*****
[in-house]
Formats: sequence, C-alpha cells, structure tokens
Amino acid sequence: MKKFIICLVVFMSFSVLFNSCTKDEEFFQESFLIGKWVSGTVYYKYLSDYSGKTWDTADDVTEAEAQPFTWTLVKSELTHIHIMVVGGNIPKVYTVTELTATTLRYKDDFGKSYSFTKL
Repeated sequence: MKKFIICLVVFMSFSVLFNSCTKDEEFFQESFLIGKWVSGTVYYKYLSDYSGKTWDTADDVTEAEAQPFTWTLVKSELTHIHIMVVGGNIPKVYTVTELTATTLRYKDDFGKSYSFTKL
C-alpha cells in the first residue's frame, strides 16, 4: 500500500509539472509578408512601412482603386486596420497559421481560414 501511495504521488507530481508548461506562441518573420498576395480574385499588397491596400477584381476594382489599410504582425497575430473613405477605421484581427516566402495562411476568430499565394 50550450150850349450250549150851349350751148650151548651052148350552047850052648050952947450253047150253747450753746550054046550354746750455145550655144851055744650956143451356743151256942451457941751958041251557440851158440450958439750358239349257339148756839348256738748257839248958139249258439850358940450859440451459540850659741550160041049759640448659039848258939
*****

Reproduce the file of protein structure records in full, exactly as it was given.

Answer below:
[in-house]
Formats: sequence, C-alpha cells, structure tokens
Amino acid sequence: MKKFIICLVVFMSFSVLFNSCTKDEEFFQESFLIGKWVSGTVYYKYLSDYSGKTWDTADDVTEAEAQPFTWTLVKSELTHIHIMVVGGNIPKVYTVTELTATTLRYKDDFGKSYSFTKL
Repeated sequence: MKKFIICLVVFMSFSVLFNSCTKDEEFFQESFLIGKWVSGTVYYKYLSDYSGKTWDTADDVTEAEAQPFTWTLVKSELTHIHIMVVGGNIPKVYTVTELTATTLRYKDDFGKSYSFTKL
C-alpha cells in the first residue's frame, strides 16, 4: 500500500509539472509578408512601412482603386486596420497559421481560414 501511495504521488507530481508548461506562441518573420498576395480574385499588397491596400477584381476594382489599410504582425497575430473613405477605421484581427516566402495562411476568430499565394 50550450150850349450250549150851349350751148650151548651052148350552047850052648050952947450253047150253747450753746550054046550354746750455145550655144851055744650956143451356743151256942451457941751958041251557440851158440450958439750358239349257339148756839348256738748257839248958139249258439850358940450859440451459540850659741550160041049759640448659039848258939